The information that oil and gas companies generate may be their most valuable asset, says Rolta’s Ravi Pandey
In a challenging market, oil and gas companies often cut manpower to reduce their overheads and replace capital. But they may be missing a trick.
Upstream companies rightly regard top performing people and plant as valuable assets. But they own another, frequently overlooked asset – data, generated from multiple sources at each stage of the upstream lifecycle. Exploration, engineering, operations and maintenance and project management all generate a mass of information.
A large conventional oil field may have hundreds of wells, each of which produces its own set of data; while shale oil and gas exploration and production is more akin to an industrial manufacturing process than that for conventional oil and gas, requiring more wells to be drilled, more quickly - which in turn generates more data.
To be of value this information, both current and historic needs to be stored, analysed and offered up in a way that makes it usable to the company that generates it. The realisation that it may be the most powerful asset at the organisation’s disposal has led to the recent emergence of a new technology type – ‘data-driven analytics’.
Data-driven analytics is a smart technology that produces ‘new insights’ for upstream industry management decision making. It sounds a little esoteric but its effect is very real. A number of oil and gas companies have already recorded the impact of data-driven analytics deployments on their assets and operations. Results include asset downtime reductions of 5% to 10%; asset efficiency improvements of 5% to 15%; greater project reliability, resulting in savings of up to 10%; and a decrease in operational costs of 15% to 25%. Improvements in schedule adherence (15% to 30%), specification throughput (10% to 15%) and inventory turns (10% to 15%) have also been recorded.*
So why is this data-driven approach not more widely used by oil and gas companies? The problem is that it requires access to all types of data across the organisation, and to date most technology suppliers and consultants have limited their data acquisition to IT (information technology), because ‘they know it’. Unfortunately however, IT accounts for only 5% to 10% of plant and related supply chain data, while in an asset-intensive industry such as oil and gas, data gathered from operations (also known as OT, or operations technology) accounts for the bulk.
Much of the recent focus on operations data has been from the burgeoning software industry in India, a country in which economic and social conditions have led to the necessary development of inexpensive solutions centred on operations improvement (or making more of what you already have). Today, for the oil and gas industry this approach has never been more pertinent.
The information from operations is the missing piece of the data-driven analytics jigsaw that unlocks new intelligence, which can then be used by management to improve the performance of their company’s assets. No new systems investment is needed, and the process of gathering and analysing the data is automated, with no disruption to the organisation’s processes. Importantly, the data gathering process has visibility across company functions, cutting through the departmental information silos that are so often barriers to progress. Industry-specific key performance indicators (KPIs) can also be used to keep the process focused on the company’s operational priorities.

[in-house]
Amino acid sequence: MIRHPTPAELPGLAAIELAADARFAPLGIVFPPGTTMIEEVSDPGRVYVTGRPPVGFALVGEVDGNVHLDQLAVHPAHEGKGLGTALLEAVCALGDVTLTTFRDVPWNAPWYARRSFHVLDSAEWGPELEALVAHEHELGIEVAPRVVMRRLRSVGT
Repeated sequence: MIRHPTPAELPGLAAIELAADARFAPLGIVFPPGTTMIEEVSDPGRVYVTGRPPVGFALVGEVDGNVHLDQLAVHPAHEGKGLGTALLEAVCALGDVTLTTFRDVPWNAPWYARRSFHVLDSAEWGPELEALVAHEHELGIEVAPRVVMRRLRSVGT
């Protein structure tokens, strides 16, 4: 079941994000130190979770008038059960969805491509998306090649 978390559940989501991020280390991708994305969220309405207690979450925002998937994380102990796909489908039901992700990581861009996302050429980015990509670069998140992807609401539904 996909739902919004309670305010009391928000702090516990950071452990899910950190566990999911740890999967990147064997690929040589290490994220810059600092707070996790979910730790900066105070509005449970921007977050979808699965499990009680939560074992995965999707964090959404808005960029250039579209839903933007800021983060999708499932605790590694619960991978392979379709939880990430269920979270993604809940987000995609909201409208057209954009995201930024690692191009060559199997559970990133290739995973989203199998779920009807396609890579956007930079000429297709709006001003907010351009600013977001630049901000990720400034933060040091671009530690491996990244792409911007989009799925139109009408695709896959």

One leading energy producer was able to deploy data-driven analytics for oil field operations, maintenance and asset performance management in this way, using over 3000 built-in KPIs, in three months.
What does data analytics do for the business, in practice?
In the data-driven environment described above ‘asset performance management’ cuts costs by capturing asset information from multiple operations sources so that company personnel can view it in a smart and visual, non-technical format, and analyse it to optimise the performance of their assets in order to increase availability, minimise cost and reduce operational risk.
Upstream companies can use technology to do remote monitoring not only for a single well but at an enterprise level, tracking performance across their assets and taking actions based on their analysis. Which assets are doing better than others? Where, and why? This is data-driven decision making at its most powerful, when top-performing asset qualities are identified for replication elsewhere, now and in the future.
Remote equipment condition monitoring and oil field digitisation using sensor technology allows companies to capture real time operating data via the signals that sensors emit. Using specialist tools, they can now analyse that information to predict failures and other interruptions to performance.
Maintenance, including corrective maintenance is a big cash consumer for all upstream organisations. Remote, real time equipment monitoring now allows the owner operator to do condition monitoring and execute ‘smart’, condition-based maintenance, thanks to their analysis of the data.
*Source: Rolta/O&G industry surveys
Ravi Pandey is Rolta’s president international for IPR and Digital Solutions. He can be contacted at email@example.com to answer questions related to this article.
Adapted by David Bizley
Read the article online at: https://www.oilfieldtechnology.com/special-reports/15032016/industry-game-changer/